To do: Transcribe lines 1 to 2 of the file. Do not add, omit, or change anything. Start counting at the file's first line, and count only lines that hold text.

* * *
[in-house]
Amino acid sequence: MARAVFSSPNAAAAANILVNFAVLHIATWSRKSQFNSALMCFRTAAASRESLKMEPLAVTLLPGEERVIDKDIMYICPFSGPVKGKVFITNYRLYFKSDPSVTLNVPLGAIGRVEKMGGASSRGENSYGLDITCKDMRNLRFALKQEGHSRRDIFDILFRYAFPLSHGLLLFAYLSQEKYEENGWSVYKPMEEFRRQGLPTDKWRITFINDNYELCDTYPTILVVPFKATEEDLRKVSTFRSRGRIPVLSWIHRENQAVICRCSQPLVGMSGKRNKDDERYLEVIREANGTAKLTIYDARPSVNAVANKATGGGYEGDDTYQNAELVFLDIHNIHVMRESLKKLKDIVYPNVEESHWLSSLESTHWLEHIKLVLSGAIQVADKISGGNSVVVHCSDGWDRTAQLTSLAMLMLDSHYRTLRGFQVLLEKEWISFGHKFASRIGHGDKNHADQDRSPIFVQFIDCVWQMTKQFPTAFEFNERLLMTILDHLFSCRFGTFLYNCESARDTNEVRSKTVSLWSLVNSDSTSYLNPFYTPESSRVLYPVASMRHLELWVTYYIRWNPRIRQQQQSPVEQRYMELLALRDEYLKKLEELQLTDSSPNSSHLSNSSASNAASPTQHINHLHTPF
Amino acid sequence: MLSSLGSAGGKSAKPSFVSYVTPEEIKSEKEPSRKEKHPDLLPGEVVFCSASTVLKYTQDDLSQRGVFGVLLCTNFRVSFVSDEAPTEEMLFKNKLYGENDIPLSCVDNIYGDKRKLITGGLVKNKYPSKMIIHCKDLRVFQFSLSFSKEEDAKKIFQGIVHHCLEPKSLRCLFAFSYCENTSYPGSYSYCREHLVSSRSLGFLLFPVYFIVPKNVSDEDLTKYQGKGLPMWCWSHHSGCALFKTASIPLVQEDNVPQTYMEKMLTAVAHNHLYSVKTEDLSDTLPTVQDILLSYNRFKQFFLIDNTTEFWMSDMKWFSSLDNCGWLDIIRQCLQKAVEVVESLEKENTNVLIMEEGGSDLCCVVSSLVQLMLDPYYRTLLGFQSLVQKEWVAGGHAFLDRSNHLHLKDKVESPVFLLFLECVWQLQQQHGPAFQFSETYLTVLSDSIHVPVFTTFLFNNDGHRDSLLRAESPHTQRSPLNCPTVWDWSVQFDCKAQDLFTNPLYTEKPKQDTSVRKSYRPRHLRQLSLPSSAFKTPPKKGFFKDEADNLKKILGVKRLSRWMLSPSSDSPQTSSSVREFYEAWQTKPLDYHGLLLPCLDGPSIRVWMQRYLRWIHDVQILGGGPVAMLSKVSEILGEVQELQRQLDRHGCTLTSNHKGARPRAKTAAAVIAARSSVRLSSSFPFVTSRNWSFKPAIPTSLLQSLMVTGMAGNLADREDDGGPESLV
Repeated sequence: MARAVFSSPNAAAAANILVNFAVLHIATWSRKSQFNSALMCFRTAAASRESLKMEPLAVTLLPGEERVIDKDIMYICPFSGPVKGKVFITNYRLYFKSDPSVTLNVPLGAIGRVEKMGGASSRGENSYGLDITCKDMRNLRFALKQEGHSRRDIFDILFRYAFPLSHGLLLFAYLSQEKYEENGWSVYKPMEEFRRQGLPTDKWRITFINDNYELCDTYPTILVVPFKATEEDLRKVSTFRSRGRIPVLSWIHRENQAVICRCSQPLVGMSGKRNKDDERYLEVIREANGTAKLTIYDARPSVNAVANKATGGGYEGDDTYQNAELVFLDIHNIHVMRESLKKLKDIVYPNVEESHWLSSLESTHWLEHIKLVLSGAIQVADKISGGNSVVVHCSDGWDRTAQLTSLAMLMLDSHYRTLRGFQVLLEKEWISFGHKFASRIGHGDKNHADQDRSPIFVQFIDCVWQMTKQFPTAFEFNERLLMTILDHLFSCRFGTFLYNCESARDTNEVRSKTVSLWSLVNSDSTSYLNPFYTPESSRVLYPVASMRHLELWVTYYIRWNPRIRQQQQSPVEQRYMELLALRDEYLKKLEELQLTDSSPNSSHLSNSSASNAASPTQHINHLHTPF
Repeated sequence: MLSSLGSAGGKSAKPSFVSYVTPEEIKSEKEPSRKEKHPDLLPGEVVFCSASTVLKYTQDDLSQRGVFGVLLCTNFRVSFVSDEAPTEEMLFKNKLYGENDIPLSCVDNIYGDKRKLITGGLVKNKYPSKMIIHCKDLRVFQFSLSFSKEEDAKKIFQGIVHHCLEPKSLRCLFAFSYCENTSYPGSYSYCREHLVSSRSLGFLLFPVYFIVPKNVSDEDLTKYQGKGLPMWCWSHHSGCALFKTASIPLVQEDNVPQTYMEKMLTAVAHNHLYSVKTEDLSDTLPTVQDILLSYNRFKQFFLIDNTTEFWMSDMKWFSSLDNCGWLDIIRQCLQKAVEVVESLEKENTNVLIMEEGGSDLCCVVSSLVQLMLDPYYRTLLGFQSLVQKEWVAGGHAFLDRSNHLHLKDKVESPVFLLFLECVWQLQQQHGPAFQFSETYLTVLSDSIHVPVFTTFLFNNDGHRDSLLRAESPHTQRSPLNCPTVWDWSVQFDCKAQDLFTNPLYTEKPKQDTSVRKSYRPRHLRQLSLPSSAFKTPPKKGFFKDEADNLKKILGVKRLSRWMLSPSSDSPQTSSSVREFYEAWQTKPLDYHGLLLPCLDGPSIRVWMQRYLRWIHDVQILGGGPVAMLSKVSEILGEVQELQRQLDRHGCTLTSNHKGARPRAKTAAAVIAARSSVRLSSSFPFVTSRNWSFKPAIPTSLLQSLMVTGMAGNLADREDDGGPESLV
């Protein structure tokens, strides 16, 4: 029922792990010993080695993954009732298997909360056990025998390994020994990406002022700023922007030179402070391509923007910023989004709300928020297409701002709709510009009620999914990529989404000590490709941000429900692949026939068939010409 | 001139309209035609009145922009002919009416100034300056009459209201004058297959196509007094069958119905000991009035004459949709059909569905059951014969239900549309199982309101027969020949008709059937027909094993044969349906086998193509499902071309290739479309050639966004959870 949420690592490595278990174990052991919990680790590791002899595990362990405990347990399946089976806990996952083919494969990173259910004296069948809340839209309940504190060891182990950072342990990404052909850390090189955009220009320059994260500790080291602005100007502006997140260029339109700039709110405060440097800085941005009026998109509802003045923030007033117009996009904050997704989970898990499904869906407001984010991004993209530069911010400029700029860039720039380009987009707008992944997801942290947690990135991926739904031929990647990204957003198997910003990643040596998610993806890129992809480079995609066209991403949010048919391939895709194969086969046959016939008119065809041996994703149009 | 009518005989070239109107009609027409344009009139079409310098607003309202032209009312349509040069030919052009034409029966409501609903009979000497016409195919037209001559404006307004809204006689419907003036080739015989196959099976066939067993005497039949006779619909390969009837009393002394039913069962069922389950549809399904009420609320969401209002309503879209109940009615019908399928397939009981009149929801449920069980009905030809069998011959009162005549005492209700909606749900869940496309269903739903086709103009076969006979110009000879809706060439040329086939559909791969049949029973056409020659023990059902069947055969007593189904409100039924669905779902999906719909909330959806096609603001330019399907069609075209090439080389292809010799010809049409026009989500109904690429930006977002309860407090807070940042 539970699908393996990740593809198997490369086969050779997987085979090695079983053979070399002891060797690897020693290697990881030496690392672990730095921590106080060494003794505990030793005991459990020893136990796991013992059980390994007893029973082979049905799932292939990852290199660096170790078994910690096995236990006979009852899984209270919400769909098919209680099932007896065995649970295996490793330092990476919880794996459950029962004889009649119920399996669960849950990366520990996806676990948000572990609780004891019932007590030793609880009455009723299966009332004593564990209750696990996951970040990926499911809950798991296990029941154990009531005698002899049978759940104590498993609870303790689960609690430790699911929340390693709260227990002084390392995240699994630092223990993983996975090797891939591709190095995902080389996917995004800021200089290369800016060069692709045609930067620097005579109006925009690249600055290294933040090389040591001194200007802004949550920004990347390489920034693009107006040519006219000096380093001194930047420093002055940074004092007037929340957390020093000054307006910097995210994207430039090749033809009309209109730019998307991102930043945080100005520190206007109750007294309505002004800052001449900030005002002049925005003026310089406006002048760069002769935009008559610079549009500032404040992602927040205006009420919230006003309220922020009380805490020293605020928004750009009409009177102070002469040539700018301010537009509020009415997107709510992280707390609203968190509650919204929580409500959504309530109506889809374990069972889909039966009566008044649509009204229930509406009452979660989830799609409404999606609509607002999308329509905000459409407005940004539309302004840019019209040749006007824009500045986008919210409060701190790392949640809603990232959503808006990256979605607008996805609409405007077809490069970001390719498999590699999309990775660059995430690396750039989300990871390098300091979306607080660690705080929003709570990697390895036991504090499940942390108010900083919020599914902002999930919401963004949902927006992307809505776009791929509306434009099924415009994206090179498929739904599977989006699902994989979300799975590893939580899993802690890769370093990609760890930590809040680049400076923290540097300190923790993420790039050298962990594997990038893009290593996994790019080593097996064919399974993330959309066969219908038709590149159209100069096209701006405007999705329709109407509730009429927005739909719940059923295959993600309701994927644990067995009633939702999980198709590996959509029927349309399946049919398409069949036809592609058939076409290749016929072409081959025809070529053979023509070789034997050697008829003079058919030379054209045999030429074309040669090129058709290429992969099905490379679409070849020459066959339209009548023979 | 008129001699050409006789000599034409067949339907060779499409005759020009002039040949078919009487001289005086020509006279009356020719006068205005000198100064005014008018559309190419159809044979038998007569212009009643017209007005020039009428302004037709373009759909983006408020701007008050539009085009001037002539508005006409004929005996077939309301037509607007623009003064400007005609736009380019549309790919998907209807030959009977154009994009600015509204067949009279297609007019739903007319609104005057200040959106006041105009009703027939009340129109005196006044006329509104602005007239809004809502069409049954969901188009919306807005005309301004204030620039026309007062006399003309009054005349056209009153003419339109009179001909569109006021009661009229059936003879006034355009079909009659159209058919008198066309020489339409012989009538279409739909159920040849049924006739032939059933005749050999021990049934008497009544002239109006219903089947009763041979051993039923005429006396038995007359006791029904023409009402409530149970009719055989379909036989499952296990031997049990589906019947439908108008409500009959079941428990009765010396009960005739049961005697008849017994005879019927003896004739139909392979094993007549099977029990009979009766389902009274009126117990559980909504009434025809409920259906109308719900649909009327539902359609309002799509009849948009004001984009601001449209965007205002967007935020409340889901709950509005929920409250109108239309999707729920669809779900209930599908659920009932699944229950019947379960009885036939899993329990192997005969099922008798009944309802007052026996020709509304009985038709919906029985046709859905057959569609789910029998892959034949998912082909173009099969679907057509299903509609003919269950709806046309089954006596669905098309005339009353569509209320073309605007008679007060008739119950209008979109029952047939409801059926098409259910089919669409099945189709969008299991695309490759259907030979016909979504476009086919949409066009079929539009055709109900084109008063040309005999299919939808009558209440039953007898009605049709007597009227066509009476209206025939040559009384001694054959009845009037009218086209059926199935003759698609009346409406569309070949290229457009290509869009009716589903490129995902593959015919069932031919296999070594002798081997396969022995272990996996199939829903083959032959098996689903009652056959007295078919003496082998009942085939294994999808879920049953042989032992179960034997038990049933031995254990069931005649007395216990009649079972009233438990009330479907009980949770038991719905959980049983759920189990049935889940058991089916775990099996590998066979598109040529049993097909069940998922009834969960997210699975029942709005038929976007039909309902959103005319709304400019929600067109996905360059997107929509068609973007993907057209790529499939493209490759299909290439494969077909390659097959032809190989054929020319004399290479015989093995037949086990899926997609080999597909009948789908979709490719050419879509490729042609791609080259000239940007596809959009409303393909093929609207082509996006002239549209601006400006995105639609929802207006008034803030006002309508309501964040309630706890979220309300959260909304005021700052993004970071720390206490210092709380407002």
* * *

[in-house]
Amino acid sequence: MARAVFSSPNAAAAANILVNFAVLHIATWSRKSQFNSALMCFRTAAASRESLKMEPLAVTLLPGEERVIDKDIMYICPFSGPVKGKVFITNYRLYFKSDPSVTLNVPLGAIGRVEKMGGASSRGENSYGLDITCKDMRNLRFALKQEGHSRRDIFDILFRYAFPLSHGLLLFAYLSQEKYEENGWSVYKPMEEFRRQGLPTDKWRITFINDNYELCDTYPTILVVPFKATEEDLRKVSTFRSRGRIPVLSWIHRENQAVICRCSQPLVGMSGKRNKDDERYLEVIREANGTAKLTIYDARPSVNAVANKATGGGYEGDDTYQNAELVFLDIHNIHVMRESLKKLKDIVYPNVEESHWLSSLESTHWLEHIKLVLSGAIQVADKISGGNSVVVHCSDGWDRTAQLTSLAMLMLDSHYRTLRGFQVLLEKEWISFGHKFASRIGHGDKNHADQDRSPIFVQFIDCVWQMTKQFPTAFEFNERLLMTILDHLFSCRFGTFLYNCESARDTNEVRSKTVSLWSLVNSDSTSYLNPFYTPESSRVLYPVASMRHLELWVTYYIRWNPRIRQQQQSPVEQRYMELLALRDEYLKKLEELQLTDSSPNSSHLSNSSASNAASPTQHINHLHTPF